The moment the woman from Canada delivered the dog to their Connecticut home seven years ago, they began to discuss a name for the pup. One look at the 6 week old Manchester Terrier with the fine lines and noble face of a Doberman and they had opted for ‘Emma’. He’d just finished reading Jane Austen’s novel of the same name and had been impressed by Emma Woodlouse’s looks and general demeanor although he did feel some qualms over her intrusive manner when it came to the affairs of others.
His wife also liked the name because Emma Thompson was a favorite actress of hers . So she was promptly named Emma and has carried that proud name ever since. Little did the two owners realize how closely their newly adopted per would parallel the tempestuous character of Jane Austen’s Emma.
Like the fictional Emma, she was fine-boned and handsome to the eye. Beneath the finery was a stubborn, self centered, intolerant and at times—more often than not—mean creature. She allowed only her owners to touch her. She would snap at anyone who even thought of touching her. She frightened guests to the garden. She frightened the grandchildren who longed to be her friend. At dinner parties, she would lie under the table in a pose and manner so charming that guests felt privileged to be among those whom Emma would tolerate. And then someone would make the mistake of reaching down to pet her.
Shamefacedly, the guest would bring his or her hand back to the table. Emma
would be removed, jammed into her cage and told in no uncertain terms that the bone yard was next. The bone yard never happened and Emma remains, unabashed and unrepentant despite early pup training lessons from a dog behavior expert and enticements of all kinds to change her errant ways.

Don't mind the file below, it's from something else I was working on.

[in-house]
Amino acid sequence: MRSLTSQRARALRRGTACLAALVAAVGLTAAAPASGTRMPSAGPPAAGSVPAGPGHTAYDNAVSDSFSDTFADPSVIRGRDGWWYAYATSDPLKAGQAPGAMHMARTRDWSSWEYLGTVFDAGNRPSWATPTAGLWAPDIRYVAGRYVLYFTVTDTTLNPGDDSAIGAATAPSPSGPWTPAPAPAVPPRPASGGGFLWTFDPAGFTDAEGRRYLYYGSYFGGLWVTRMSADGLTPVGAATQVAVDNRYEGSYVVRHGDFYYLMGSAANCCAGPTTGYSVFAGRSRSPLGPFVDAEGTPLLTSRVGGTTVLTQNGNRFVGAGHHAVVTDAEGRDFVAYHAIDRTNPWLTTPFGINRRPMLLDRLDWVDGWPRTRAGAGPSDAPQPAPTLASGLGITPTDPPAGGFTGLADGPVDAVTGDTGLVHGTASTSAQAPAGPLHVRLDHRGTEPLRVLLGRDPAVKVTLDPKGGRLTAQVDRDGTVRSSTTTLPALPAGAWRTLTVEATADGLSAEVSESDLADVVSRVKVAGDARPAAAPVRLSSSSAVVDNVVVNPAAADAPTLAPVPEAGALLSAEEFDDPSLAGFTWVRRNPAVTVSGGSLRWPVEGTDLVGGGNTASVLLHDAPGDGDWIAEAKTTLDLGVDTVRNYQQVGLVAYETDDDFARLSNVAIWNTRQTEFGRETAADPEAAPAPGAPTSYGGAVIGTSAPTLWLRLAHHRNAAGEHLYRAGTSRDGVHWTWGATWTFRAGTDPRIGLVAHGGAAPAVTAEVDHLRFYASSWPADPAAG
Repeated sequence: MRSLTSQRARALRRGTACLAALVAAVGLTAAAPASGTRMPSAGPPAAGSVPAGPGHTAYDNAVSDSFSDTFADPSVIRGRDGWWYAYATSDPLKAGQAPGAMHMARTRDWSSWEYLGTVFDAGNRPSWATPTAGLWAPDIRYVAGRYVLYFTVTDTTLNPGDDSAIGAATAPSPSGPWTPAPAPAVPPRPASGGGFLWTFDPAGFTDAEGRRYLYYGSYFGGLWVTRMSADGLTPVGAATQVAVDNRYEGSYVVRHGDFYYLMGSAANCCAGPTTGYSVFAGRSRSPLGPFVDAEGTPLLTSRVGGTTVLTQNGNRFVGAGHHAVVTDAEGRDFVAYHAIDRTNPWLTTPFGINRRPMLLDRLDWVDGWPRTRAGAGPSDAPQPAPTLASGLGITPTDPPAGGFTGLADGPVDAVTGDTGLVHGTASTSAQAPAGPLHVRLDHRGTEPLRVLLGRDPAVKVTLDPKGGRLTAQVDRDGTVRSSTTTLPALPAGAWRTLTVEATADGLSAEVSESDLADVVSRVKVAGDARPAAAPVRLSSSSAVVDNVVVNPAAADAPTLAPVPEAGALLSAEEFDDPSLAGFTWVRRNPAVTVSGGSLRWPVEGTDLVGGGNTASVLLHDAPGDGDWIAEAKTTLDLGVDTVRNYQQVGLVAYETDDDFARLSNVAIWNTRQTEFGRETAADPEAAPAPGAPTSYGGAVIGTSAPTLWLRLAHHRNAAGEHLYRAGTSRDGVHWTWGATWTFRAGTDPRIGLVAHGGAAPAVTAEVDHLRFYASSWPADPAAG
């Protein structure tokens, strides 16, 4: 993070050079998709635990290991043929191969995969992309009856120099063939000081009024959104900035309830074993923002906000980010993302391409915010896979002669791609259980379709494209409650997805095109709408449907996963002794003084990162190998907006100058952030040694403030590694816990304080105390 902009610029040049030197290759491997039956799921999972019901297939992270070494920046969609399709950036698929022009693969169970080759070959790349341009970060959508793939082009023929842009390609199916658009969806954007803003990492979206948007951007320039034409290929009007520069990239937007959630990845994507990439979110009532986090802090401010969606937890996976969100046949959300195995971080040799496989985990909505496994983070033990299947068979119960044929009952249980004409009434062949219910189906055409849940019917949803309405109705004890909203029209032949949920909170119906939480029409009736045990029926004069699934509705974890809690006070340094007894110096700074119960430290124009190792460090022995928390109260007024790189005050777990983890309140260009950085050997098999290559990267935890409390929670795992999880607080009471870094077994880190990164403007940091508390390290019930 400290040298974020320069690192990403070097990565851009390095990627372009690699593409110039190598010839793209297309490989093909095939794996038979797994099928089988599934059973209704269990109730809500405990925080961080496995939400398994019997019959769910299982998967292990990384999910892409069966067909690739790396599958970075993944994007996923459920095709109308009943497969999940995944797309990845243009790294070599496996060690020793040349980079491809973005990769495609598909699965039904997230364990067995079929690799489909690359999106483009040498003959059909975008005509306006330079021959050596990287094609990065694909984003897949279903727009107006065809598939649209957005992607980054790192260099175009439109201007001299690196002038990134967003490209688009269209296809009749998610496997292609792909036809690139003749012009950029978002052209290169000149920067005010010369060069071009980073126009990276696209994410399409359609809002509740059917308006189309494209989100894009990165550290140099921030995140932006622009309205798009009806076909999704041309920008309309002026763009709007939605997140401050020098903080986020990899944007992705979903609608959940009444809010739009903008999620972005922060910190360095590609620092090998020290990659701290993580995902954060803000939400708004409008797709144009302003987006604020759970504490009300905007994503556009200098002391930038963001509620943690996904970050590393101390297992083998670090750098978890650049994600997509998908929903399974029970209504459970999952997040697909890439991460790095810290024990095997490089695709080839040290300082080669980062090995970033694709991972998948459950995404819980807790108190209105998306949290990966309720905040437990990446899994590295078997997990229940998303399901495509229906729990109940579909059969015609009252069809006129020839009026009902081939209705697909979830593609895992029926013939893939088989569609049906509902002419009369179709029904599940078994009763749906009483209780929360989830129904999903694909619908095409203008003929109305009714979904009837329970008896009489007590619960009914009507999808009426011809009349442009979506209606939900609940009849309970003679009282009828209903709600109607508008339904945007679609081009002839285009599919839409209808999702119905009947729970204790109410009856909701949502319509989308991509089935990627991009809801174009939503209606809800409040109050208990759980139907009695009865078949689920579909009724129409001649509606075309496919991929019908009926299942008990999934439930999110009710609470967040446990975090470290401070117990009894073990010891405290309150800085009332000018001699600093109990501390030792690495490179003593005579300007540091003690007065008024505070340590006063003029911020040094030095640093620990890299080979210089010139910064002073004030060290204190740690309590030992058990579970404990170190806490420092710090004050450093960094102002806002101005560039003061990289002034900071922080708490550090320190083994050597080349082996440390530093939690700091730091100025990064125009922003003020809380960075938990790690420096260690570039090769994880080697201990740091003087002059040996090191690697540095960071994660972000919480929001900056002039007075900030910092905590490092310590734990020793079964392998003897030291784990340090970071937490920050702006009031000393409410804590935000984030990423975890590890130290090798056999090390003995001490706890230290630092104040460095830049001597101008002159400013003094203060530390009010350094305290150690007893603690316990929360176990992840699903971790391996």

Then recently, young Harlan Otis Keller appeared on the world scene, the infant son of their middle son and his wife who lived on the property adjoining their own. He was a splendid youngster, blue-eyed and smiling. And fascinated by Emma. They took to each other like ducks to the pond. He smiles and coos as soon as he sees the dog and watches in fascination as Emma dutifully chases a ball around the room. Placed on the rug, he and Emma gaze soulfully into each other’s eyes. Emma reaches over and licks his face. It looks like a match conceived in some parallel universe.
His wife takes the infant for a walk in the stroller. She pauses to go to the mailbox to pick up the mail. Emma hunkers down next to the stroller, vigilant, watchful, a better-not-come-near look on her face. They look for theories to explain all this. She says that maybe this is Emma’s substitute for the baby she could never have; he believes that like Jane Austen’s Emma, she could not find true love until she resolved her own internal conflicts.